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Cell Ultimo Urban E-bike $999 @ ALDI

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Product Description

Lightweight alloy frame
7-speed Shimano Revo shift
36V 250W brushless motor
Multifunction LCD display
Battery range up to 50km
Integrated front and rear lights
Box weight: 26kgˇ
Commute easily with this Urban electric bike
Travel up to 50km on a single charge and pedal up to 25 km/h
Featuring the lastest in e-bike technology, including a 374Wh powered smart battery
The premium LCD displays important information like battery capacity and speed

Related Stores

ALDI
ALDI

Comments

  • -2 votes

    including a 374Wh powered smart battery
    What's smart about the battery?

  • +6 votes

    haha that video is hilarious when she jogs beside the straight frame bike!
    And the USB Charging example
    Great ad

    •  

      The magpie attacking 😀

    •  

      Where is this video? When I click on the deal link it takes me to their aldi special buys landing page. There's no bike there or on the subsequent catalogue pages.

  • +7 votes

    The embedded YouTube video is satisfying to watch (1min 28sec)

  • +9 votes

    Magpie at the end was great. Love the SFX

  •  

    Sorry for the clipped comments in description, posted from mobile whilst on a tram. Incomplete comments should say:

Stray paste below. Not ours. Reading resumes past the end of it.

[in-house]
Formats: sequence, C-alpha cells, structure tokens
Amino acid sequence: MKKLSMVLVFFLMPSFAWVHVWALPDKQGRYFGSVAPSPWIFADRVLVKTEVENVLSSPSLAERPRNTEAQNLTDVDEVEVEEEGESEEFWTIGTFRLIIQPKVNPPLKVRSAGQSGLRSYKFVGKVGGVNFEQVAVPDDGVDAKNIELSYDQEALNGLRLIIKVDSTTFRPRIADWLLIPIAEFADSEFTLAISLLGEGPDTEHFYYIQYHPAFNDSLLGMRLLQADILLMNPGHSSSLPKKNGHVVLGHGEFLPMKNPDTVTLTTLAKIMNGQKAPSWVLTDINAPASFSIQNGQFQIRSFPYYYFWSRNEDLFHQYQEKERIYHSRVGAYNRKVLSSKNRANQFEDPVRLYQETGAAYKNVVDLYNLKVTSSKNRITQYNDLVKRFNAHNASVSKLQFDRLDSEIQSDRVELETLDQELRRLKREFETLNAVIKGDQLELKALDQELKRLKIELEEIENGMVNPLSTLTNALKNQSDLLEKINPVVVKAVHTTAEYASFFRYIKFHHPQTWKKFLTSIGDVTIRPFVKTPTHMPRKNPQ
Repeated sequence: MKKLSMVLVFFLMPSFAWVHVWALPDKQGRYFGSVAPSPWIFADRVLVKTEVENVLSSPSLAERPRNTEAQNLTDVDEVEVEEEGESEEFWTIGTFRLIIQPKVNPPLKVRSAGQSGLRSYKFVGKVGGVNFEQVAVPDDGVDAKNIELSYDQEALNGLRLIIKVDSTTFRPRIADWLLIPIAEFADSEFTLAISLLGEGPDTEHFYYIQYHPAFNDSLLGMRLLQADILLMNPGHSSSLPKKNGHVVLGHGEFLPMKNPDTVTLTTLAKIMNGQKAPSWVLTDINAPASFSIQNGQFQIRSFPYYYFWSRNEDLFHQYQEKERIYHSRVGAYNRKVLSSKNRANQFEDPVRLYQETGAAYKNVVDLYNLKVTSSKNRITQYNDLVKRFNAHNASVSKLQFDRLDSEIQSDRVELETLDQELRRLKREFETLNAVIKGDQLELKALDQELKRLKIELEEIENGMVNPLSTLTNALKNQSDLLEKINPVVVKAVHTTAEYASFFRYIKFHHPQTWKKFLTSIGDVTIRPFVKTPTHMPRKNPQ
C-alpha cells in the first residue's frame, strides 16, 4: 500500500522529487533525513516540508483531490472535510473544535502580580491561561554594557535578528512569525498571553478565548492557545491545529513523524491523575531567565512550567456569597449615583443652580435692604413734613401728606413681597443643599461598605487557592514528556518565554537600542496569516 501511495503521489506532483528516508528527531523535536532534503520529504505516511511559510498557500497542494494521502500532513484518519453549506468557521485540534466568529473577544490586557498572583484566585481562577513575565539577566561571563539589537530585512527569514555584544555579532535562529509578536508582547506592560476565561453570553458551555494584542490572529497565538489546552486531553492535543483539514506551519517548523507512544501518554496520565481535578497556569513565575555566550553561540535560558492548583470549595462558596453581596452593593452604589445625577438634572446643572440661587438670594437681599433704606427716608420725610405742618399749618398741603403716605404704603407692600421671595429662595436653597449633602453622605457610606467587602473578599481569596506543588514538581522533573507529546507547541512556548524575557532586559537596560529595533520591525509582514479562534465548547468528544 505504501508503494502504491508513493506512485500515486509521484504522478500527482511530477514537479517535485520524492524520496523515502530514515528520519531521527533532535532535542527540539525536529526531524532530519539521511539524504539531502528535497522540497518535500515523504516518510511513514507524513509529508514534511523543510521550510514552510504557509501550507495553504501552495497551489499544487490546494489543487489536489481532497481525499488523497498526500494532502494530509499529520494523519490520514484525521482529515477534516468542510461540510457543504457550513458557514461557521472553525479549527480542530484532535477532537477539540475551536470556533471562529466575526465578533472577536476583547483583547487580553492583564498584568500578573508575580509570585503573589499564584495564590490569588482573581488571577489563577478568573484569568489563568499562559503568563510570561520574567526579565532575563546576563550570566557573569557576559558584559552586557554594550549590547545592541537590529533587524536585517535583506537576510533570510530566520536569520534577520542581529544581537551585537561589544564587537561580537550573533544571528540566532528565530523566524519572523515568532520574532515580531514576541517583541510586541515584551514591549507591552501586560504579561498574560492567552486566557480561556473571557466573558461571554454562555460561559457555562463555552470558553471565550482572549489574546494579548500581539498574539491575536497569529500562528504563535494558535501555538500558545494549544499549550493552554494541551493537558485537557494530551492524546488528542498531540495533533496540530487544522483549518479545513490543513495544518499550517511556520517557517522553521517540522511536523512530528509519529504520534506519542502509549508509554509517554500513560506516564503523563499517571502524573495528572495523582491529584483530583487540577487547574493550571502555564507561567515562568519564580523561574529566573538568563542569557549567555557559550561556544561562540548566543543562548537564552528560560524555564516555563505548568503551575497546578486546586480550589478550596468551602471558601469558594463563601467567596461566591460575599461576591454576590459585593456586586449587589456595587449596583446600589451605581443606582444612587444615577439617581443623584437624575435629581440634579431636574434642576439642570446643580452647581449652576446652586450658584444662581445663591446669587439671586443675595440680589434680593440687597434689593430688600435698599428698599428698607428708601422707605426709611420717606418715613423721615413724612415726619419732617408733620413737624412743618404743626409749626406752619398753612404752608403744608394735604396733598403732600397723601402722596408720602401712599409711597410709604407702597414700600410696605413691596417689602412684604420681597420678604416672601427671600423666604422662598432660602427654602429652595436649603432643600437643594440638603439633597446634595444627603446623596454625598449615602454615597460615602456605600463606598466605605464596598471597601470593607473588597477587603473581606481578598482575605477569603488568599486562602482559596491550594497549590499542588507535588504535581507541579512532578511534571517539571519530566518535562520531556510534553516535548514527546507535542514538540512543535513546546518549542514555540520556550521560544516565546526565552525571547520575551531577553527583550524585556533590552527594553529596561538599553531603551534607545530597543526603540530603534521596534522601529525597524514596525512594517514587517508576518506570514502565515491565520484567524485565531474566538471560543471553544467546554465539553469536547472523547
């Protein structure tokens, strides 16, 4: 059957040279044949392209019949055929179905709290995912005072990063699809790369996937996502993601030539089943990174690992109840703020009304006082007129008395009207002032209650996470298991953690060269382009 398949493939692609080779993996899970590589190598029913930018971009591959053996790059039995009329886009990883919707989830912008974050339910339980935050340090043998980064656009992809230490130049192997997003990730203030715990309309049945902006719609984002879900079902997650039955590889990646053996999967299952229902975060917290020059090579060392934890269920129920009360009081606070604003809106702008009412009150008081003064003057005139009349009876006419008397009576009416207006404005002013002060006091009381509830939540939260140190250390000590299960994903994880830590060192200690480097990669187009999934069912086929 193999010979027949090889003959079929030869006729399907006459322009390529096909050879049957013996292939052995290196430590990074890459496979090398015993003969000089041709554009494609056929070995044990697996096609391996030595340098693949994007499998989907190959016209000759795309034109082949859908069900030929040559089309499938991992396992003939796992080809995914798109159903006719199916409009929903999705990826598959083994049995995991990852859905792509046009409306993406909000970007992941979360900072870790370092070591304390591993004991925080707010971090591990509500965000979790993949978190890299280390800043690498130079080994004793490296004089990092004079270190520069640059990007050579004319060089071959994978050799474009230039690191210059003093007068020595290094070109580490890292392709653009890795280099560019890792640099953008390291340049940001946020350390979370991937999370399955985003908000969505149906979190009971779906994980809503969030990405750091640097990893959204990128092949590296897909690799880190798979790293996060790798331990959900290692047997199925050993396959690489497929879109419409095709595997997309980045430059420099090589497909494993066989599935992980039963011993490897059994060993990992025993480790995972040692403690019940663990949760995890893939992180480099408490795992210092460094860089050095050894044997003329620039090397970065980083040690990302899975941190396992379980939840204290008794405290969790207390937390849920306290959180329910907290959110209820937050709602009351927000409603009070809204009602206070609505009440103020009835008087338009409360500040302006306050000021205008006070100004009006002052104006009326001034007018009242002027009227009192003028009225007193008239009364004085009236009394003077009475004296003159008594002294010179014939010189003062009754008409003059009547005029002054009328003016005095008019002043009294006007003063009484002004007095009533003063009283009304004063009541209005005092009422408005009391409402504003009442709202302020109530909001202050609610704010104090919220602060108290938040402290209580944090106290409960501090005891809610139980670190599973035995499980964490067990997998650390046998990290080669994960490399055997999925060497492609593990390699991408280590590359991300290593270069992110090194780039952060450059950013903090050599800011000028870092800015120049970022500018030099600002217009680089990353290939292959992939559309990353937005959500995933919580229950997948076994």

- Travel up to 50km on a single charge and pedal up to 25 km/h
    - Featuring the lastest in e-bike technology, including a 374Wh powered smart battery

    P.S. Realised it was my browser, not the post.
    https://giphy.com/gifs/the-simpsons-homer-simpson-doh-8WdsK6...

  •  

    Hey! It's cell bikes. Didn't they close down? They had a store in Fitzroy North..

  • +2 votes

    ALDI….Great….Original

    Where do they find this stuff?

  • +3 votes

    Funny how the advert does not mention the real use of these: hilly terrain.
    With a 25km/hr limit, the motor is not going to make much difference on the flat, unless you are an invalid.
    Most people can cruise at 20 on the flat with little effort on a decent bike. (Not a Kmart MTB)
    You might save 10 minutes an a 10km commute, which I guess ads up over time.

    But when you hit a hill climb on a hot day, the motor is fantastic. Makes it fun, where you might give up and start taking the bus otherwise.

    • +2 votes

      True. But it really helps with the start stop nature of inner city cycling, rather than cruising.

      It also absolutely is the bomb when it's headwinds.

    •  

      Where I live, a lot of people are buying them who don't have much of a bicycle background. People who don't normally ride bikes. The other crowd who seem to be getting into these, are old cyclists; it enables them to keep riding, or riding a bit further than they normally would. I ride with a casual club now and then; some of the older people who ride these things would have given up without them. Now they easily keep up, and even have to slow down at times for the rest to catch up.

      •  

        Yes, but you are describing illegally modded bikes. I was talking about stock legal ones, which will not help you keep up with a club on the flat.

        •